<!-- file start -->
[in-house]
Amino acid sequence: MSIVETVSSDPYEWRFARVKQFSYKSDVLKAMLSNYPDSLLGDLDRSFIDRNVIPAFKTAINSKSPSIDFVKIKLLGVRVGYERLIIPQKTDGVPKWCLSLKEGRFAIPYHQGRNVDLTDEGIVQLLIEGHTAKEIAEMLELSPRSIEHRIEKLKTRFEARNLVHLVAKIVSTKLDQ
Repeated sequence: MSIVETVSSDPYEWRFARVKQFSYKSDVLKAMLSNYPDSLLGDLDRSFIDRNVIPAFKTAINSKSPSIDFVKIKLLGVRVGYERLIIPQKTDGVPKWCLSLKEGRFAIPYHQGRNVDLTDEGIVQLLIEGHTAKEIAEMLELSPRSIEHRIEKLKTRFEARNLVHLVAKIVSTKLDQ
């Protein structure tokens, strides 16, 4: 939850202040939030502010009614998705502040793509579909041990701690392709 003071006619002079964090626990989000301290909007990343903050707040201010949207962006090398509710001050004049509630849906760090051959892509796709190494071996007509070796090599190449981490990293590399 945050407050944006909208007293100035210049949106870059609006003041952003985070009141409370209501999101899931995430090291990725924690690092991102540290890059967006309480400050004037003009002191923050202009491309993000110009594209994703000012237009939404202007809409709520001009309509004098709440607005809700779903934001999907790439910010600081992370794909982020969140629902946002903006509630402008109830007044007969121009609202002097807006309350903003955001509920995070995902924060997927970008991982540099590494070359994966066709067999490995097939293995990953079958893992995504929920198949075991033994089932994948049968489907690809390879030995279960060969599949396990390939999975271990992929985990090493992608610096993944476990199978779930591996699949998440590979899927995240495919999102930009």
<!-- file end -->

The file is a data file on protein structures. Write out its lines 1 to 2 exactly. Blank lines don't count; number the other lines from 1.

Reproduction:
[in-house]
Amino acid sequence: MSIVETVSSDPYEWRFARVKQFSYKSDVLKAMLSNYPDSLLGDLDRSFIDRNVIPAFKTAINSKSPSIDFVKIKLLGVRVGYERLIIPQKTDGVPKWCLSLKEGRFAIPYHQGRNVDLTDEGIVQLLIEGHTAKEIAEMLELSPRSIEHRIEKLKTRFEARNLVHLVAKIVSTKLDQ